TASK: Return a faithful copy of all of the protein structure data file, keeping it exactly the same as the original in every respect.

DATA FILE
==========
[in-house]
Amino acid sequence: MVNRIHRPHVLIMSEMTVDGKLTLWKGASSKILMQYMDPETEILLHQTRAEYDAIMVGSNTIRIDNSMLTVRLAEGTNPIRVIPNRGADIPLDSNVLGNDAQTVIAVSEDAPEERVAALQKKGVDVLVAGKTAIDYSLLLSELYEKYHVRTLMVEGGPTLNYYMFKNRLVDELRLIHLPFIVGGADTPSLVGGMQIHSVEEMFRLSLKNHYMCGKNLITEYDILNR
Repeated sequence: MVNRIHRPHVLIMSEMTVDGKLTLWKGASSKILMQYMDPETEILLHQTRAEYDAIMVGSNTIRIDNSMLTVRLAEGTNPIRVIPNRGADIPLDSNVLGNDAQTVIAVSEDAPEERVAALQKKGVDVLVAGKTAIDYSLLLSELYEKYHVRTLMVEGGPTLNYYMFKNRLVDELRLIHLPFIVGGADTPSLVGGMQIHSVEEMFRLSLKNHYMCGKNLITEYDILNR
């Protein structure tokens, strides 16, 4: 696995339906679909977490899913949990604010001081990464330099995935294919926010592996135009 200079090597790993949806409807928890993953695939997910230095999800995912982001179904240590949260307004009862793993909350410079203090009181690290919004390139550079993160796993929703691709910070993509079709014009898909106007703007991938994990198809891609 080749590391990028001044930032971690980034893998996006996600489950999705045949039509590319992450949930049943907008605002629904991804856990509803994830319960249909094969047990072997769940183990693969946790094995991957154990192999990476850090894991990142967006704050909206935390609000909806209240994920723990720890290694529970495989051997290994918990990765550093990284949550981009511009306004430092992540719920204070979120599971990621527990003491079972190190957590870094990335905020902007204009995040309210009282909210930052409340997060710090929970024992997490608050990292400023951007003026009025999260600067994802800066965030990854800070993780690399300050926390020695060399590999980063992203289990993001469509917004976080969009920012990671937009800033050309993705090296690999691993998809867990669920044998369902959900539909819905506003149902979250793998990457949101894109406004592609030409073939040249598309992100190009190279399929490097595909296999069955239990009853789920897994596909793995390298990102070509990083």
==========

[in-house]
Amino acid sequence: MVNRIHRPHVLIMSEMTVDGKLTLWKGASSKILMQYMDPETEILLHQTRAEYDAIMVGSNTIRIDNSMLTVRLAEGTNPIRVIPNRGADIPLDSNVLGNDAQTVIAVSEDAPEERVAALQKKGVDVLVAGKTAIDYSLLLSELYEKYHVRTLMVEGGPTLNYYMFKNRLVDELRLIHLPFIVGGADTPSLVGGMQIHSVEEMFRLSLKNHYMCGKNLITEYDILNR
Repeated sequence: MVNRIHRPHVLIMSEMTVDGKLTLWKGASSKILMQYMDPETEILLHQTRAEYDAIMVGSNTIRIDNSMLTVRLAEGTNPIRVIPNRGADIPLDSNVLGNDAQTVIAVSEDAPEERVAALQKKGVDVLVAGKTAIDYSLLLSELYEKYHVRTLMVEGGPTLNYYMFKNRLVDELRLIHLPFIVGGADTPSLVGGMQIHSVEEMFRLSLKNHYMCGKNLITEYDILNR
């Protein structure tokens, strides 16, 4: 696995339906679909977490899913949990604010001081990464330099995935294919926010592996135009 200079090597790993949806409807928890993953695939997910230095999800995912982001179904240590949260307004009862793993909350410079203090009181690290919004390139550079993160796993929703691709910070993509079709014009898909106007703007991938994990198809891609 080749590391990028001044930032971690980034893998996006996600489950999705045949039509590319992450949930049943907008605002629904991804856990509803994830319960249909094969047990072997769940183990693969946790094995991957154990192999990476850090894991990142967006704050909206935390609000909806209240994920723990720890290694529970495989051997290994918990990765550093990284949550981009511009306004430092992540719920204070979120599971990621527990003491079972190190957590870094990335905020902007204009995040309210009282909210930052409340997060710090929970024992997490608050990292400023951007003026009025999260600067994802800066965030990854800070993780690399300050926390020695060399590999980063992203289990993001469509917004976080969009920012990671937009800033050309993705090296690999691993998809867990669920044998369902959900539909819905506003149902979250793998990457949101894109406004592609030409073939040249598309992100190009190279399929490097595909296999069955239990009853789920897994596909793995390298990102070509990083």